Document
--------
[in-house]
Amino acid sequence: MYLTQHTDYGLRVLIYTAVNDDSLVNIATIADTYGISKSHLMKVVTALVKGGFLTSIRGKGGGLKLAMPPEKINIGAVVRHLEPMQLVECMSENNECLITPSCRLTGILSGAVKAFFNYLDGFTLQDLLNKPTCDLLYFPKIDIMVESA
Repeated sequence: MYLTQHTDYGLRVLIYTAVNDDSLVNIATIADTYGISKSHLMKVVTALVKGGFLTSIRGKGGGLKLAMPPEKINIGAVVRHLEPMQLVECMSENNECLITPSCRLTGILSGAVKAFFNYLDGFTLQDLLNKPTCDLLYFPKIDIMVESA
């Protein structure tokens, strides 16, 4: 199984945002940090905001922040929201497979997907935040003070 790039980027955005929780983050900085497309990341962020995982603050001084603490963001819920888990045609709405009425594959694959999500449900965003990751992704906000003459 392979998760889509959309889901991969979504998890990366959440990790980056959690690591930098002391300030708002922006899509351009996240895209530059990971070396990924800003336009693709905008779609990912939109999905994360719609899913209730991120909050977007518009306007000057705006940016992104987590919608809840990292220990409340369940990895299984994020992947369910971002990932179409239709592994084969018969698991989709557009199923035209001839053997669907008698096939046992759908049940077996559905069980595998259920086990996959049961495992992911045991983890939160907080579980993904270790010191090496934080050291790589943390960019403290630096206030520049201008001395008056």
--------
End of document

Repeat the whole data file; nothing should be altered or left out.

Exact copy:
[in-house]
Amino acid sequence: MYLTQHTDYGLRVLIYTAVNDDSLVNIATIADTYGISKSHLMKVVTALVKGGFLTSIRGKGGGLKLAMPPEKINIGAVVRHLEPMQLVECMSENNECLITPSCRLTGILSGAVKAFFNYLDGFTLQDLLNKPTCDLLYFPKIDIMVESA
Repeated sequence: MYLTQHTDYGLRVLIYTAVNDDSLVNIATIADTYGISKSHLMKVVTALVKGGFLTSIRGKGGGLKLAMPPEKINIGAVVRHLEPMQLVECMSENNECLITPSCRLTGILSGAVKAFFNYLDGFTLQDLLNKPTCDLLYFPKIDIMVESA
């Protein structure tokens, strides 16, 4: 199984945002940090905001922040929201497979997907935040003070 790039980027955005929780983050900085497309990341962020995982603050001084603490963001819920888990045609709405009425594959694959999500449900965003990751992704906000003459 392979998760889509959309889901991969979504998890990366959440990790980056959690690591930098002391300030708002922006899509351009996240895209530059990971070396990924800003336009693709905008779609990912939109999905994360719609899913209730991120909050977007518009306007000057705006940016992104987590919608809840990292220990409340369940990895299984994020992947369910971002990932179409239709592994084969018969698991989709557009199923035209001839053997669907008698096939046992759908049940077996559905069980595998259920086990996959049961495992992911045991983890939160907080579980993904270790010191090496934080050291790589943390960019403290630096206030520049201008001395008056």